Power in Pictures
I read about this study once where they showed Alzheimer's patients photos of their past and asked them questions repeatedly about the images. I guess the improvement was remarkable. They started putting those electronic frames that shuffle through pictures in every room of the nursing home where the study was conducted. Family members were encouraged to visit and watch the slideshows, sharing everything that was special to them about the images on the screen.
Suddenly a flood of memories came pouring from the minds of the elderly.
The researchers didn't just ask for names, places or dates related to the images. They wanted to know how that picture made the patient feel. Triggering waves of nostalgia that transcend the present reality. The warmth of Grandma's patterned couch sinking in too deeply and wrapping up its little visitors in a cozy cocoon. The smell of a newborn baby contentedly snuggled on his mother's chest. The inconvenience of a broken limb and using whatever means necessary to itch underneath the cast full of scribbled signatures.
Pictures are powerful. It's probably no surprise that I think that. But sometimes their influence catches me off guard.
The pictures in this post were taken in our old apartment while Mark was in grad school and we were starting our family. When I accidentally came across them, I felt like those patients in that memory study. I'm only a couple years removed from the experiences in these photos but with all that's happened in our lives since then, it feels like a million years ago.
The sleeplessness caused by twin boys has taken its toll on my hippocampus, or wherever memories are processed. Sometimes I don't even remember if I could ever remember anything at all. Was I always a space cadet? (Mark don't answer that.) If so, then at least my kids give me a really good excuse now.
Sorry I forgot your name. It's the twins. Sorry I forgot to call. It's the twins. Sorry I forgot to buy (and put on) deoderant. Twins. Sorry I backed into your car. Twins.
Sorry sorry sorry.
Twins twins twins.
I'm hoping my brain is restored as the kids get older. But I also know that memories are not a guarantee. I remember visiting my great grandma in the nursing home when I was around 12 and she couldn't recall my grandma's, her own daughter's, name.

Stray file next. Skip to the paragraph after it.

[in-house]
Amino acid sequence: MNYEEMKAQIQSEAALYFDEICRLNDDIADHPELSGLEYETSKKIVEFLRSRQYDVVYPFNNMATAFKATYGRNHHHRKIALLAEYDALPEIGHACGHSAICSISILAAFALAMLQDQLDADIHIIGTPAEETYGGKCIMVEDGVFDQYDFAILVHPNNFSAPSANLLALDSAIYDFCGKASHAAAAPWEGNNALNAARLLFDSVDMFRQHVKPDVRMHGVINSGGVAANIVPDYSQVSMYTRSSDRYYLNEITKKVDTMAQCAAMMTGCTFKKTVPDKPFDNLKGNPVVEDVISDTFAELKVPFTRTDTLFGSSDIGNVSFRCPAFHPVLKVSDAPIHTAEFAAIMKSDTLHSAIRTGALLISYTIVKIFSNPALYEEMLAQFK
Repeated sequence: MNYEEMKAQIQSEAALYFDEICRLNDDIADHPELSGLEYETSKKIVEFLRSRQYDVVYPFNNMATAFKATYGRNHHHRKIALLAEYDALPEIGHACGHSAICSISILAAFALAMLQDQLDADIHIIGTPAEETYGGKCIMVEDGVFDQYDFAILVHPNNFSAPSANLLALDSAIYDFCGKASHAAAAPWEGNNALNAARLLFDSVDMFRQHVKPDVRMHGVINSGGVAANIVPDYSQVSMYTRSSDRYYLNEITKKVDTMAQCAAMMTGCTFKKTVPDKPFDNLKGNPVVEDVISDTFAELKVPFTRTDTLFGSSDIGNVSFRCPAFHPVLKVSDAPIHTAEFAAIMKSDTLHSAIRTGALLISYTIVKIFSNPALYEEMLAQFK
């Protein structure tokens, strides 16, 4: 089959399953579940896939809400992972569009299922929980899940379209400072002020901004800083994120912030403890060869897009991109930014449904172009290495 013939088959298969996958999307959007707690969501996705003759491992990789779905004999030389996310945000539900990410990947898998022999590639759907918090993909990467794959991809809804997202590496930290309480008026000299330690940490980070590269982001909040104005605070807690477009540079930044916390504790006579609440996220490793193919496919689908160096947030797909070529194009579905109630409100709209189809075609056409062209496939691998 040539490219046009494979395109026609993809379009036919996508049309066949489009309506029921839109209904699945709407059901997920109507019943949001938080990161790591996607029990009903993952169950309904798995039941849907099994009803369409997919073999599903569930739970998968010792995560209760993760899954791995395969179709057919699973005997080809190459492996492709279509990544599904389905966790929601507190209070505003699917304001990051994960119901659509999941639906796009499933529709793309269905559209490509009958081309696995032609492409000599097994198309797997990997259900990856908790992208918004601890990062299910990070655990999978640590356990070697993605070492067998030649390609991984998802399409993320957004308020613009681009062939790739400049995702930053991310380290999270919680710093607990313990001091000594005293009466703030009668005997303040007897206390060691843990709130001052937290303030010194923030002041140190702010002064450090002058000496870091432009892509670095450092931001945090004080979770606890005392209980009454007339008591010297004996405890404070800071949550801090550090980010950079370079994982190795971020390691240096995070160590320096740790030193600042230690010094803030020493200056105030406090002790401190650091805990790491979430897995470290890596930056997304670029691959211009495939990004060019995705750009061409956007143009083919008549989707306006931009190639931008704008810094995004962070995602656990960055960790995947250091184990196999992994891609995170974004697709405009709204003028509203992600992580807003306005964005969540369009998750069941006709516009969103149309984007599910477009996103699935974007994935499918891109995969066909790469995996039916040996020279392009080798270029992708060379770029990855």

It runs in the family, so sometimes I think God gave me this desire to keep telling our family stories so I'll have a place to find those long lost feelings one day. I pray that's not the case, and hopefully those researchers will have found a cure for memory loss by the time I need it. (Most days I think I already do).
Either way, I'm thankful for images and how they retrieve parts of my life I thought were lost.
It's sad, but I can't recall much of Levi's first year. Whenever someone asks me to compare Levi's milestones with the Twins', I search through the Levi file cabinet in my brain and come up with a bunch of empty folders. He wasn't even a middle child yet but subconsciously I was already treating him as one.
Then I uncovered these pictures and looked at his big brown eyes. His chubby cheeks. That head. And the way he'd light up whenever Evy walked in the room.
The missing files reappeared. Looking at Evy in her purple skirt at two years old and Levi at the same age as the twins are now, transported me back.
Along with the Levi memories, the pictures brought a fondness for that old apartment. It was dark and small and cockroaches visited daily. The walls were a bland beige that gave everyone and everything a yellow hue. Landscapers were always leaf blowing right outside Evy's window during nap time every single day. (How are there so many leaves??!)
But I couldn't help feeling like it was my grandma's old patterned couch. A cozy spot that we sunk deeply into for some of the major transitions of our lives.
I'm so glad I ignored the lack of natural light and took these photos. If I grow too old to remember much, I'll add these to my bedside electronic picture frame.